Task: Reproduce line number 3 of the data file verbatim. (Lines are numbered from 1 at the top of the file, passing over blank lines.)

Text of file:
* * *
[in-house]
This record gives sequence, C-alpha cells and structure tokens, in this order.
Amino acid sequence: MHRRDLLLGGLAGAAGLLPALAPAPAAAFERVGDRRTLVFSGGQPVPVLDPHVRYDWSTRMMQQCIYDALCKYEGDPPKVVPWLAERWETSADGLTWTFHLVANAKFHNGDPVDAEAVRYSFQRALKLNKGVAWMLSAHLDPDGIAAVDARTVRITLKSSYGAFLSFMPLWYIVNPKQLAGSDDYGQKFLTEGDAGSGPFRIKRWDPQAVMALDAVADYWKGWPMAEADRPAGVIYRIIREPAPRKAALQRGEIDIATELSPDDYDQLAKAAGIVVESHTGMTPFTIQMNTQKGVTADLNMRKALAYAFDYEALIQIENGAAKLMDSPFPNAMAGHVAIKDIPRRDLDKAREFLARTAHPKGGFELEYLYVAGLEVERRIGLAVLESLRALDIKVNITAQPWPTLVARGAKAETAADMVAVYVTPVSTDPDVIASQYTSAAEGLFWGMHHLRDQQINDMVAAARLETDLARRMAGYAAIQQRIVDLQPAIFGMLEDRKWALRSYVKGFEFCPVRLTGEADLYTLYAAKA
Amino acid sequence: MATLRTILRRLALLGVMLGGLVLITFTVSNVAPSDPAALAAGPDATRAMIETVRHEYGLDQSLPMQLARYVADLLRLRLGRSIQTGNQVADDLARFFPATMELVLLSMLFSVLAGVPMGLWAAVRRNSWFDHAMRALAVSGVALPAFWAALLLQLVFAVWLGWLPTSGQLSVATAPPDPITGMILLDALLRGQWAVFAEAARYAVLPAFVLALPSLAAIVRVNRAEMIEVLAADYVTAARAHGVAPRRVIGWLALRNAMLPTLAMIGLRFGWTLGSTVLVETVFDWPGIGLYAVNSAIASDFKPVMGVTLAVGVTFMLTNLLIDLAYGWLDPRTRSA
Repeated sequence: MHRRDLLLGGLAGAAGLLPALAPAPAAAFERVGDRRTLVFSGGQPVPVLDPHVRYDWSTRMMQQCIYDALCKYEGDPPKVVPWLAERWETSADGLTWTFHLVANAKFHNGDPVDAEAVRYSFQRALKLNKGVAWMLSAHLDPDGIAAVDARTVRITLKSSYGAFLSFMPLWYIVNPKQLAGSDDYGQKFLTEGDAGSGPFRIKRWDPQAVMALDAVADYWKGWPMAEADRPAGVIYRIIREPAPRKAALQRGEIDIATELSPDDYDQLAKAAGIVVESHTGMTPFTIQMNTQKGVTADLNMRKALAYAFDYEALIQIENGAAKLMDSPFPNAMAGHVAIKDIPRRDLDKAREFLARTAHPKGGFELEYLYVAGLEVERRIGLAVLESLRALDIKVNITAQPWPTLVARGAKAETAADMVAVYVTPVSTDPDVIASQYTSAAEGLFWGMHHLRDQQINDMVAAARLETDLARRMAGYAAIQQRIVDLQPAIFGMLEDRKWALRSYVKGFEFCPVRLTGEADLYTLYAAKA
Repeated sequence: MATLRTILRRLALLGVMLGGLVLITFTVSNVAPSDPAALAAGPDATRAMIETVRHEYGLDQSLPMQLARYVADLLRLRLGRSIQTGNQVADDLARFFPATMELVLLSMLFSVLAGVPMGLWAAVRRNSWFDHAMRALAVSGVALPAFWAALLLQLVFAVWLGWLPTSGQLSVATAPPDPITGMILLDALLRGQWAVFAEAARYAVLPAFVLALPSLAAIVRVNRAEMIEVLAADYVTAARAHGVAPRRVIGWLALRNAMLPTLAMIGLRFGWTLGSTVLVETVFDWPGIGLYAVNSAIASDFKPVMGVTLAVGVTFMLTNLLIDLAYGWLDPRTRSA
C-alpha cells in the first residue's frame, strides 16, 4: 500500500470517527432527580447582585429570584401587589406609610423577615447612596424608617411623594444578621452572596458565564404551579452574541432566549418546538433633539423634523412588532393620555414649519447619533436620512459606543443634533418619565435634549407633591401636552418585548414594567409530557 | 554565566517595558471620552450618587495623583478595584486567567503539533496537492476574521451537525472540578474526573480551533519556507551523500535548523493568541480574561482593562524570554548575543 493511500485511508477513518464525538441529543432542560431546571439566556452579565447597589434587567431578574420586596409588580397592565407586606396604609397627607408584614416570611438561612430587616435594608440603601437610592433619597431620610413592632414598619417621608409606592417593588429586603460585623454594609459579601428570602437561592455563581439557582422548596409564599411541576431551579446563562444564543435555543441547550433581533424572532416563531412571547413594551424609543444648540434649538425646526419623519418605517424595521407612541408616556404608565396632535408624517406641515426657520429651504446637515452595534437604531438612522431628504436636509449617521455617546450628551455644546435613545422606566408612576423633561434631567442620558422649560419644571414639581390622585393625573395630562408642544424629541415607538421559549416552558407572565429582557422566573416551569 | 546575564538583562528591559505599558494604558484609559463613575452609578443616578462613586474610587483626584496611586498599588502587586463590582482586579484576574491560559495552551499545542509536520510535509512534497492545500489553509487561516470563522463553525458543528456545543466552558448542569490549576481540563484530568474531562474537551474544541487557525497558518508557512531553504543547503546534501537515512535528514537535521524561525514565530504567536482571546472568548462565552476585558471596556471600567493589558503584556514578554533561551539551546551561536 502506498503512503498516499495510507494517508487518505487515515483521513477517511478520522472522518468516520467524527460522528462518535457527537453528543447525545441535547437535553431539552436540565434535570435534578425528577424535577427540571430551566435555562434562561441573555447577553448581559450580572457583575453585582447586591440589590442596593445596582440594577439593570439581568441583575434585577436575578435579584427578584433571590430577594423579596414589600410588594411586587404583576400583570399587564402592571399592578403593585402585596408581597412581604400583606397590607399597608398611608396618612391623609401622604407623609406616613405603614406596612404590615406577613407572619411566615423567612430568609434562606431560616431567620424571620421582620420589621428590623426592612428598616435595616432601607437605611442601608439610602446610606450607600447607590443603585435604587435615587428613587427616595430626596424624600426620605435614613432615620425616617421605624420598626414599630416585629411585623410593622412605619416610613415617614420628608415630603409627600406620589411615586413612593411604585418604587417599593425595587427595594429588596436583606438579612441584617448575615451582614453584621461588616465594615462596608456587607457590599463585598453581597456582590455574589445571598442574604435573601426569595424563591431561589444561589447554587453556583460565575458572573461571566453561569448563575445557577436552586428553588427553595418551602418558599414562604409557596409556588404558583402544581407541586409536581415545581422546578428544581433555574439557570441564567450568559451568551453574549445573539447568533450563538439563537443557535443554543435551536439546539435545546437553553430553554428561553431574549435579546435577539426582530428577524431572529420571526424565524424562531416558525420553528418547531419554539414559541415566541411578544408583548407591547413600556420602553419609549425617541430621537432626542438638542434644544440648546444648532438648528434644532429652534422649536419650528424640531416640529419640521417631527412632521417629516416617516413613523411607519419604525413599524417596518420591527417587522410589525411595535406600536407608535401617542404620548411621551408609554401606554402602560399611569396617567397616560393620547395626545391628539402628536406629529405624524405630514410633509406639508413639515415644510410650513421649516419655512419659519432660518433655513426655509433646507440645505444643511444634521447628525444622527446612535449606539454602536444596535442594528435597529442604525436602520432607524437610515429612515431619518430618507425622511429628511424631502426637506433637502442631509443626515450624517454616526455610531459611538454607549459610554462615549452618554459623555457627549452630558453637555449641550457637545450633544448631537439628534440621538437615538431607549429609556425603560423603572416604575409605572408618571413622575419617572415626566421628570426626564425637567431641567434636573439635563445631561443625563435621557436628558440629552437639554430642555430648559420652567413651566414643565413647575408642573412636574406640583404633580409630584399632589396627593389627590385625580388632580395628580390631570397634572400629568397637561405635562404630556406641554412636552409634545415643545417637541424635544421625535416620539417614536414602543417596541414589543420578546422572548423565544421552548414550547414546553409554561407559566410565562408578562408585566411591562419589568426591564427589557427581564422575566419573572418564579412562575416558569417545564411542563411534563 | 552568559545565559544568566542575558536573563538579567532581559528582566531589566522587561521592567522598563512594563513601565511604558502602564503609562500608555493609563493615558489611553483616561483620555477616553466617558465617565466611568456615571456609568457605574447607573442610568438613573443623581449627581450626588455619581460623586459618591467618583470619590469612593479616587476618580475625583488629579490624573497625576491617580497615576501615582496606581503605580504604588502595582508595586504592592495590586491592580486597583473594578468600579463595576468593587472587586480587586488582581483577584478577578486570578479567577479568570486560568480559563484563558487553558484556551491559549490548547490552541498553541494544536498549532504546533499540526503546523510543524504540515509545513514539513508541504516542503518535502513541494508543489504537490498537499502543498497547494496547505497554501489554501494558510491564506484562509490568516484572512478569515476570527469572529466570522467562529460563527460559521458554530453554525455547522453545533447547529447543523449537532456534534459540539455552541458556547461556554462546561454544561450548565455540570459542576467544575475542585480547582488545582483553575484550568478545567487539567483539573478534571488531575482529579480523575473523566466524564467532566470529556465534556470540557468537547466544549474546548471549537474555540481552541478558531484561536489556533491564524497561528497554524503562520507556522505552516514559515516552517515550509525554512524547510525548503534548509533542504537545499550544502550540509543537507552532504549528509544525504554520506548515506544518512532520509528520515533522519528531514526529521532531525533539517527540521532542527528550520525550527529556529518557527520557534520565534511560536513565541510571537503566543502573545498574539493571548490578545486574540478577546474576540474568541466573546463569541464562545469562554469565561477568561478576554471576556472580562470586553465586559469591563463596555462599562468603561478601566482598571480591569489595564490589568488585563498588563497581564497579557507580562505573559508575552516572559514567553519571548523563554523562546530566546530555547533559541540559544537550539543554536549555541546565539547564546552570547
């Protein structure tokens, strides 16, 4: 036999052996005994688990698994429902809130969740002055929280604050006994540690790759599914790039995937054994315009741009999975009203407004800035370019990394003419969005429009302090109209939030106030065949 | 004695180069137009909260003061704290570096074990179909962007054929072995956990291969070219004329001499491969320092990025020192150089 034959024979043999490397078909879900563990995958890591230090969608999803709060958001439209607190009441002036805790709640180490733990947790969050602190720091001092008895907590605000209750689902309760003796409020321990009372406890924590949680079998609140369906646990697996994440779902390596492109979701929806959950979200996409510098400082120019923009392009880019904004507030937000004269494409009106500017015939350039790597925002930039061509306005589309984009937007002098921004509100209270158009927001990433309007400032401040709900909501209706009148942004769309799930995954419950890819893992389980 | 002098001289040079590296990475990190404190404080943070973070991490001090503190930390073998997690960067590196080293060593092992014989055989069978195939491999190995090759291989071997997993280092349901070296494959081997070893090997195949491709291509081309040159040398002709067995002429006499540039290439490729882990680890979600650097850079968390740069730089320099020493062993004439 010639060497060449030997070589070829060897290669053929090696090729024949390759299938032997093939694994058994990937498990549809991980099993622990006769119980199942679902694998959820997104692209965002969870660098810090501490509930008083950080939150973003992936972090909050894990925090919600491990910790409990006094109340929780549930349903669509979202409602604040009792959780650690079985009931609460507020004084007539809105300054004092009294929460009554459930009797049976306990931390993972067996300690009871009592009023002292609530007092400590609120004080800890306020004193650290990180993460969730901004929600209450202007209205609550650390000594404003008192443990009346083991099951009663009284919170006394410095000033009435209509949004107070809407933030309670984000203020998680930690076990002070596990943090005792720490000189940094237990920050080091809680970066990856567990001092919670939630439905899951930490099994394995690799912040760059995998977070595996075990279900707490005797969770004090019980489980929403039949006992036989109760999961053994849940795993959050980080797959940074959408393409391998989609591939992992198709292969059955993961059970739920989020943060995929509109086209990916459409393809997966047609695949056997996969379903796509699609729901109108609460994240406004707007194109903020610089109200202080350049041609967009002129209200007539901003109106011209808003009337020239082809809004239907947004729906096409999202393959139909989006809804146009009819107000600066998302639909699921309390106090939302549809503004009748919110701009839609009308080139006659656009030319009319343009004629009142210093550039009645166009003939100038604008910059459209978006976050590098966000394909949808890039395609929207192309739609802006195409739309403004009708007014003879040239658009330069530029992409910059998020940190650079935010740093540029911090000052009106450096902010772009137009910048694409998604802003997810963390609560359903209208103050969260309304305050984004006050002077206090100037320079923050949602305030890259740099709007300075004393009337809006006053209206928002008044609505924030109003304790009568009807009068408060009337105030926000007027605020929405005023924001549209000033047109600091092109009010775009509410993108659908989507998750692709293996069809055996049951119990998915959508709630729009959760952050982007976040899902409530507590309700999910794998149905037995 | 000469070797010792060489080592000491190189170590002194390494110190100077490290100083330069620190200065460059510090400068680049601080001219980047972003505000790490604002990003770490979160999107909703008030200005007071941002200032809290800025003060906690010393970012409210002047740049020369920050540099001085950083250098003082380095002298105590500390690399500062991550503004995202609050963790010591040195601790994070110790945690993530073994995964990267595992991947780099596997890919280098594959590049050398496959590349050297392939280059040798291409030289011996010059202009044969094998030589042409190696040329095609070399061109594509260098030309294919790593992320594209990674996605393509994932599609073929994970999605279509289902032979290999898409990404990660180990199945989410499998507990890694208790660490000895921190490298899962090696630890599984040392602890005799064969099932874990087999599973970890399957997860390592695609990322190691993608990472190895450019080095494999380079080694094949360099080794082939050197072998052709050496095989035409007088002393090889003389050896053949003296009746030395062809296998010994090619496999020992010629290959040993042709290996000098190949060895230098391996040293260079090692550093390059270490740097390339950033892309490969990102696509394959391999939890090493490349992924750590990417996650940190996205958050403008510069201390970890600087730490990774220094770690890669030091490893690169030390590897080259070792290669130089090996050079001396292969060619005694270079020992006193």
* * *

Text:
Amino acid sequence: MHRRDLLLGGLAGAAGLLPALAPAPAAAFERVGDRRTLVFSGGQPVPVLDPHVRYDWSTRMMQQCIYDALCKYEGDPPKVVPWLAERWETSADGLTWTFHLVANAKFHNGDPVDAEAVRYSFQRALKLNKGVAWMLSAHLDPDGIAAVDARTVRITLKSSYGAFLSFMPLWYIVNPKQLAGSDDYGQKFLTEGDAGSGPFRIKRWDPQAVMALDAVADYWKGWPMAEADRPAGVIYRIIREPAPRKAALQRGEIDIATELSPDDYDQLAKAAGIVVESHTGMTPFTIQMNTQKGVTADLNMRKALAYAFDYEALIQIENGAAKLMDSPFPNAMAGHVAIKDIPRRDLDKAREFLARTAHPKGGFELEYLYVAGLEVERRIGLAVLESLRALDIKVNITAQPWPTLVARGAKAETAADMVAVYVTPVSTDPDVIASQYTSAAEGLFWGMHHLRDQQINDMVAAARLETDLARRMAGYAAIQQRIVDLQPAIFGMLEDRKWALRSYVKGFEFCPVRLTGEADLYTLYAAKA